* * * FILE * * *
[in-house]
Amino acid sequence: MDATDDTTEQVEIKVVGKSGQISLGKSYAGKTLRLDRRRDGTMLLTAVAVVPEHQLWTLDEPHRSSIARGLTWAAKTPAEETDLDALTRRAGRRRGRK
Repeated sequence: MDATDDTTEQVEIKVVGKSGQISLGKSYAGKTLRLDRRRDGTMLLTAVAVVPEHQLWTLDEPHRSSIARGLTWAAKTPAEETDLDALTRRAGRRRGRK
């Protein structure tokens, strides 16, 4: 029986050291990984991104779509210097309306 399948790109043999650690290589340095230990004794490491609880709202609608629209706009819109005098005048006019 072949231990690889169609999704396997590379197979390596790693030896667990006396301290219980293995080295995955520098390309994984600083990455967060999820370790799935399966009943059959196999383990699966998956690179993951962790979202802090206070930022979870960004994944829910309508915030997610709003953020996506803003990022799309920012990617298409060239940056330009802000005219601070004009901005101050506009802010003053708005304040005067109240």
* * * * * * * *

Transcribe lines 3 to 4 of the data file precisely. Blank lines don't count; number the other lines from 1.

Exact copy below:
Repeated sequence: MDATDDTTEQVEIKVVGKSGQISLGKSYAGKTLRLDRRRDGTMLLTAVAVVPEHQLWTLDEPHRSSIARGLTWAAKTPAEETDLDALTRRAGRRRGRK
């Protein structure tokens, strides 16, 4: 029986050291990984991104779509210097309306 399948790109043999650690290589340095230990004794490491609880709202609608629209706009819109005098005048006019 072949231990690889169609999704396997590379197979390596790693030896667990006396301290219980293995080295995955520098390309994984600083990455967060999820370790799935399966009943059959196999383990699966998956690179993951962790979202802090206070930022979870960004994944829910309508915030997610709003953020996506803003990022799309920012990617298409060239940056330009802000005219601070004009901005101050506009802010003053708005304040005067109240």